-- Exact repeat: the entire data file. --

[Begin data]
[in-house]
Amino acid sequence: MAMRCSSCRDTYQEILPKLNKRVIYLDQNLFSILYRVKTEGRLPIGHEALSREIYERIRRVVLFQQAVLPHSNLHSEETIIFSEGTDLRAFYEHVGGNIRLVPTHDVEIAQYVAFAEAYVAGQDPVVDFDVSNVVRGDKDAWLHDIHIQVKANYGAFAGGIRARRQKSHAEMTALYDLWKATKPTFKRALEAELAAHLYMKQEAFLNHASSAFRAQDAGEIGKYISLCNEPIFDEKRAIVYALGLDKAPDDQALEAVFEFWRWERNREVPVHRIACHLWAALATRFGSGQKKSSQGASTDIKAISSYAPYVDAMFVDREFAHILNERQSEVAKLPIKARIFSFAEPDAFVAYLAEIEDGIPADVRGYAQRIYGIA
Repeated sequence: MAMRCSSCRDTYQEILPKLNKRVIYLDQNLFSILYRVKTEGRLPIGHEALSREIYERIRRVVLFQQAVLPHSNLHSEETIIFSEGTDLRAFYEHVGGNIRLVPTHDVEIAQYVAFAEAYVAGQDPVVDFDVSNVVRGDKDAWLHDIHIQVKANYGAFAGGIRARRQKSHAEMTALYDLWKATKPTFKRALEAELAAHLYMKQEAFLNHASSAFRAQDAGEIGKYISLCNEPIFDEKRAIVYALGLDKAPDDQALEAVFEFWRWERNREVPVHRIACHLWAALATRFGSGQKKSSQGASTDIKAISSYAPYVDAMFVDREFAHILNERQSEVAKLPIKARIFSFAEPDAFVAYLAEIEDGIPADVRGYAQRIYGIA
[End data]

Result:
[in-house]
Amino acid sequence: MAMRCSSCRDTYQEILPKLNKRVIYLDQNLFSILYRVKTEGRLPIGHEALSREIYERIRRVVLFQQAVLPHSNLHSEETIIFSEGTDLRAFYEHVGGNIRLVPTHDVEIAQYVAFAEAYVAGQDPVVDFDVSNVVRGDKDAWLHDIHIQVKANYGAFAGGIRARRQKSHAEMTALYDLWKATKPTFKRALEAELAAHLYMKQEAFLNHASSAFRAQDAGEIGKYISLCNEPIFDEKRAIVYALGLDKAPDDQALEAVFEFWRWERNREVPVHRIACHLWAALATRFGSGQKKSSQGASTDIKAISSYAPYVDAMFVDREFAHILNERQSEVAKLPIKARIFSFAEPDAFVAYLAEIEDGIPADVRGYAQRIYGIA
Repeated sequence: MAMRCSSCRDTYQEILPKLNKRVIYLDQNLFSILYRVKTEGRLPIGHEALSREIYERIRRVVLFQQAVLPHSNLHSEETIIFSEGTDLRAFYEHVGGNIRLVPTHDVEIAQYVAFAEAYVAGQDPVVDFDVSNVVRGDKDAWLHDIHIQVKANYGAFAGGIRARRQKSHAEMTALYDLWKATKPTFKRALEAELAAHLYMKQEAFLNHASSAFRAQDAGEIGKYISLCNEPIFDEKRAIVYALGLDKAPDDQALEAVFEFWRWERNREVPVHRIACHLWAALATRFGSGQKKSSQGASTDIKAISSYAPYVDAMFVDREFAHILNERQSEVAKLPIKARIFSFAEPDAFVAYLAEIEDGIPADVRGYAQRIYGIA